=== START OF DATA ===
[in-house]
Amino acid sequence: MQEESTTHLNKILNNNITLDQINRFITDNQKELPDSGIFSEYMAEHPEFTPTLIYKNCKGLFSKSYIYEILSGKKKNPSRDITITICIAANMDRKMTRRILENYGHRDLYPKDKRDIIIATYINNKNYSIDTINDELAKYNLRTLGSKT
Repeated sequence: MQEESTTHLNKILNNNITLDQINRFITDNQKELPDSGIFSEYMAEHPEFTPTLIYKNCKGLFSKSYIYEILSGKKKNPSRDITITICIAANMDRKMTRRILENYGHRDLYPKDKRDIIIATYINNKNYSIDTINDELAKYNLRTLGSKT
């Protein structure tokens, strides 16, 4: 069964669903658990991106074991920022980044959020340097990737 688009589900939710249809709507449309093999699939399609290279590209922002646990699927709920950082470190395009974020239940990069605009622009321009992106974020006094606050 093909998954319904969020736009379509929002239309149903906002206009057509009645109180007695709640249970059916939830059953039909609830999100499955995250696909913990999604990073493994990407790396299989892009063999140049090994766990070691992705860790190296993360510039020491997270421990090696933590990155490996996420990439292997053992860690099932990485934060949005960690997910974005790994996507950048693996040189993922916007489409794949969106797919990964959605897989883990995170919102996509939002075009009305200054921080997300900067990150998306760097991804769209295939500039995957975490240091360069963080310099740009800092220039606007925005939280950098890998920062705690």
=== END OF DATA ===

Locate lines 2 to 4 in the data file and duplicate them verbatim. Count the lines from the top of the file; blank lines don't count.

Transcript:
Amino acid sequence: MQEESTTHLNKILNNNITLDQINRFITDNQKELPDSGIFSEYMAEHPEFTPTLIYKNCKGLFSKSYIYEILSGKKKNPSRDITITICIAANMDRKMTRRILENYGHRDLYPKDKRDIIIATYINNKNYSIDTINDELAKYNLRTLGSKT
Repeated sequence: MQEESTTHLNKILNNNITLDQINRFITDNQKELPDSGIFSEYMAEHPEFTPTLIYKNCKGLFSKSYIYEILSGKKKNPSRDITITICIAANMDRKMTRRILENYGHRDLYPKDKRDIIIATYINNKNYSIDTINDELAKYNLRTLGSKT
């Protein structure tokens, strides 16, 4: 069964669903658990991106074991920022980044959020340097990737 688009589900939710249809709507449309093999699939399609290279590209922002646990699927709920950082470190395009974020239940990069605009622009321009992106974020006094606050 093909998954319904969020736009379509929002239309149903906002206009057509009645109180007695709640249970059916939830059953039909609830999100499955995250696909913990999604990073493994990407790396299989892009063999140049090994766990070691992705860790190296993360510039020491997270421990090696933590990155490996996420990439292997053992860690099932990485934060949005960690997910974005790994996507950048693996040189993922916007489409794949969106797919990964959605897989883990995170919102996509939002075009009305200054921080997300900067990150998306760097991804769209295939500039995957975490240091360069963080310099740009800092220039606007925005939280950098890998920062705690």